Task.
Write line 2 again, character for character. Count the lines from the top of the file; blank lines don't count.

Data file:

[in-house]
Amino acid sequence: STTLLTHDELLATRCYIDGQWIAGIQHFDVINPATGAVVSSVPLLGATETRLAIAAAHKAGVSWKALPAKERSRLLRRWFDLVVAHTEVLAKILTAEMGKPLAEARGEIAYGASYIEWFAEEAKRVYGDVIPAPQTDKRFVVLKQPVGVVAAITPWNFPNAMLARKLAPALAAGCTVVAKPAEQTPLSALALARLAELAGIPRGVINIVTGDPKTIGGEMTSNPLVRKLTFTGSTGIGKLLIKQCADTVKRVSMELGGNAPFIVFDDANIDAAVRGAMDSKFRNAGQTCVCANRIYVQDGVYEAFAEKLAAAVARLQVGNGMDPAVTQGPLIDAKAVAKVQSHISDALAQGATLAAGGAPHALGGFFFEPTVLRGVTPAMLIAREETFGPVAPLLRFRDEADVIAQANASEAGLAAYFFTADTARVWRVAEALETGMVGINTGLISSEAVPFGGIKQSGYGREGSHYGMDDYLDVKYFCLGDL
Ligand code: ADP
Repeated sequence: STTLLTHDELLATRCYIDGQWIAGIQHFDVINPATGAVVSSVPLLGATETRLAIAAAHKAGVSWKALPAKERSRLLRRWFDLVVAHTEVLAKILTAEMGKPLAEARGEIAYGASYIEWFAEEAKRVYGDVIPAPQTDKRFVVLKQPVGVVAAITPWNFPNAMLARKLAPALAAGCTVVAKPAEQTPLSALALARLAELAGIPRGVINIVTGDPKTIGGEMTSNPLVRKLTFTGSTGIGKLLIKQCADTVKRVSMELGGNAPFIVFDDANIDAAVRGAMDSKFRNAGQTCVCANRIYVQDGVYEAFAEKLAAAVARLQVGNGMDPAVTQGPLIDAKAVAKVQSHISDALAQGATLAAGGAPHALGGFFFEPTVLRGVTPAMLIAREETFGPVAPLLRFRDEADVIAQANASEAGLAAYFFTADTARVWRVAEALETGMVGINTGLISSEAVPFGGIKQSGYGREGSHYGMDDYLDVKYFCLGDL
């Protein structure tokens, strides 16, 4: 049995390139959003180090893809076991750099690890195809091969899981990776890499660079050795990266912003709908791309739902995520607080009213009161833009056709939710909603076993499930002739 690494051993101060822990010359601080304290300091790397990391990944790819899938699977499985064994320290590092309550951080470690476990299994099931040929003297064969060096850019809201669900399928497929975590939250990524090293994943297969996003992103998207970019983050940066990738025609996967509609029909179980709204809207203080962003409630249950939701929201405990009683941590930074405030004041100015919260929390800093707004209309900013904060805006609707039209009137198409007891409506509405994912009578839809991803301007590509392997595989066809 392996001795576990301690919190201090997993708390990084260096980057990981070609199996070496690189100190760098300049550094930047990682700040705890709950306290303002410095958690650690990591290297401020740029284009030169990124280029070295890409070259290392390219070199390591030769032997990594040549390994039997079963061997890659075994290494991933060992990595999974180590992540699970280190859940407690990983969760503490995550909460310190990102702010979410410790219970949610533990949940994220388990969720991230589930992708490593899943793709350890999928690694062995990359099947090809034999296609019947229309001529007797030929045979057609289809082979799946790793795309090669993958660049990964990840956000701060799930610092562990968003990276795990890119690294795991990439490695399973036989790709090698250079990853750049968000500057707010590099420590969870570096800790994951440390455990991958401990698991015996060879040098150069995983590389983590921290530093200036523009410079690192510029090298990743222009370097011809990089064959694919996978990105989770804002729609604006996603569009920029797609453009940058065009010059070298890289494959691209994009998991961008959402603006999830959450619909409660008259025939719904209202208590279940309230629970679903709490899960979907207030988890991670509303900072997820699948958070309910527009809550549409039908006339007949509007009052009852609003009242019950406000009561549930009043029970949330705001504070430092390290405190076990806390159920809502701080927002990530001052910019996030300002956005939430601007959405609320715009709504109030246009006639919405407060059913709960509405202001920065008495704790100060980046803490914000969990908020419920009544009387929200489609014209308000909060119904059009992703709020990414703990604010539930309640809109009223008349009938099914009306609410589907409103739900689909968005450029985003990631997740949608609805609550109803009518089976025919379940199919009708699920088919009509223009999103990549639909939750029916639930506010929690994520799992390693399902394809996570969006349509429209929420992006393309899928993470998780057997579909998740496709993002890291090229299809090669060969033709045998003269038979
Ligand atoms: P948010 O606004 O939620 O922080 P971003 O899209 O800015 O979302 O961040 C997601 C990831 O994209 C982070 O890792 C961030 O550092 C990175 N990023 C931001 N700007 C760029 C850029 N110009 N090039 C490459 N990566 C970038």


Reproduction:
Amino acid sequence: STTLLTHDELLATRCYIDGQWIAGIQHFDVINPATGAVVSSVPLLGATETRLAIAAAHKAGVSWKALPAKERSRLLRRWFDLVVAHTEVLAKILTAEMGKPLAEARGEIAYGASYIEWFAEEAKRVYGDVIPAPQTDKRFVVLKQPVGVVAAITPWNFPNAMLARKLAPALAAGCTVVAKPAEQTPLSALALARLAELAGIPRGVINIVTGDPKTIGGEMTSNPLVRKLTFTGSTGIGKLLIKQCADTVKRVSMELGGNAPFIVFDDANIDAAVRGAMDSKFRNAGQTCVCANRIYVQDGVYEAFAEKLAAAVARLQVGNGMDPAVTQGPLIDAKAVAKVQSHISDALAQGATLAAGGAPHALGGFFFEPTVLRGVTPAMLIAREETFGPVAPLLRFRDEADVIAQANASEAGLAAYFFTADTARVWRVAEALETGMVGINTGLISSEAVPFGGIKQSGYGREGSHYGMDDYLDVKYFCLGDL